Living in Monte-Carlo in 1935-1940, Germaine Krull kept contributing to major photo magazines, travel and fiction books. Fleeing collaborationist France, she escaped to Brazil, French Equatorial Africa, Algeria, and actively contributed to the Resistance, capturing military action in France in 1944-1945. Her proximity to Malraux -- they were working on a book about the sculptural and architectural art of Southeast Asia that never materialized -- led to her involvement with the Gaullist movement. In her autobiography, she reported that the last time she saw Malraux in Paris -- more precisely at La Lanterne, Malraux's residence in Versailles --, "j'ai laissé plus de 1500 photos chez André, et elles y sont toujours!" [I left more than 1,500 photos at André's, and they're still there!] [1]. She went to Southeast Asia, first Laos, then Thailand and Cambodia in 1946 as a war correspondent and a representative of the French Resistance, and was spotted as such by the American CIA, for instance in this confidential dispatch.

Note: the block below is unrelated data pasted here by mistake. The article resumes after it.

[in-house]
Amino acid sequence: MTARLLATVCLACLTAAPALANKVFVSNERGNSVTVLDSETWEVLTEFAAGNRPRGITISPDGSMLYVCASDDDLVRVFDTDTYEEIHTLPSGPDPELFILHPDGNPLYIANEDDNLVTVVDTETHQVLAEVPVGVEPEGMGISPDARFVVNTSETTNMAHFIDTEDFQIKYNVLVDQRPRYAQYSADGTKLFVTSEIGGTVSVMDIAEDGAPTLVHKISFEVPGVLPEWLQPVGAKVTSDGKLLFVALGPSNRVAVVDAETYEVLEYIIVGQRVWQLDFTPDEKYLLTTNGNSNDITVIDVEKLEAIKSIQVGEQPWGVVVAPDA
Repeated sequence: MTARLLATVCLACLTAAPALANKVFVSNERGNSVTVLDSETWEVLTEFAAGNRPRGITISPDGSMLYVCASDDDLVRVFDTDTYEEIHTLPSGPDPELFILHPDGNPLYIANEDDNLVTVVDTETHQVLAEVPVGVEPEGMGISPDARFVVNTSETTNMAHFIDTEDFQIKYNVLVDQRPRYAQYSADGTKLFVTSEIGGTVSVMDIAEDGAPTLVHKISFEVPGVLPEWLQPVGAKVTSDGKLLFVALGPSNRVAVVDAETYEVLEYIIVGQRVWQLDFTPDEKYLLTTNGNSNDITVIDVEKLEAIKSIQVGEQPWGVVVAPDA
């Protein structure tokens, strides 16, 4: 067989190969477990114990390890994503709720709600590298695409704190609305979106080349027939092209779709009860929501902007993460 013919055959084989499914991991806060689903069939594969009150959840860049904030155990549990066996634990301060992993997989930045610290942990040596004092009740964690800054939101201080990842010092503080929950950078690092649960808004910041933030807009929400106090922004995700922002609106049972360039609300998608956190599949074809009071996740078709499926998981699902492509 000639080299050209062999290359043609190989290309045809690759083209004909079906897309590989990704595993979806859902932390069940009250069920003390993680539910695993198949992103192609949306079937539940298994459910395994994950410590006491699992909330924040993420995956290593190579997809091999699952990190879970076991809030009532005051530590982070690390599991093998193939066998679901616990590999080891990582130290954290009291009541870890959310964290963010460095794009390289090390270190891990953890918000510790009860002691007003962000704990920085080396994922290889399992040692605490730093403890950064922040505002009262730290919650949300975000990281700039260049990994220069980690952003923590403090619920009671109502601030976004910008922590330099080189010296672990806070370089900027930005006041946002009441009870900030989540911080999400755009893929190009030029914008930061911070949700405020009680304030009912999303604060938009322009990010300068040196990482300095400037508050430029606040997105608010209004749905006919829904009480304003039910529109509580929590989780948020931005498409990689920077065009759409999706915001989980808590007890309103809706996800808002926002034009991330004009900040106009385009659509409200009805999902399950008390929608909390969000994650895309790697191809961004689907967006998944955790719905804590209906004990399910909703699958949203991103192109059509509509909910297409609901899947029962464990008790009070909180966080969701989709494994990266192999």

With famous designer Jim Thompson, she decided to remodel and refurbish the derelict Oriental Hotel in Bangkok -- which was to become the Mandarin Oriental --, and in spite of many disagreements with Thompson remained its co-owner until 1966. She designed the now iconic Bamboo Bar, and slowly but surely led the hotel to grow from the Japanese Officers Club it had been turned into during World War II, and then to a transit hospitality center for anti-fascist activists, to a high-end establishment. [Read a complete and richly illustrated saga of the hotel by Wild'n'Free Diary.]

With Jim Thompson in front of the Oriental Hotel, c. 1950
The Mandarin Oriental lobby in 2023 (photo Forbes)

Meanwhile, she collaborated to three photo and text books about Thailand, and traveled frequentely to Angkor, photographying then lesser-known temples such as Pre Rup or Preah Khan. 268 of these remarkable documents are kept at the Museum Folkwang in Essen, Germany, within her archives donated by her heirs. Angkor Database wishes to make more accessible Krull's unique contribution to the photographic documentation of Angkor Wat and other Khmer Temples.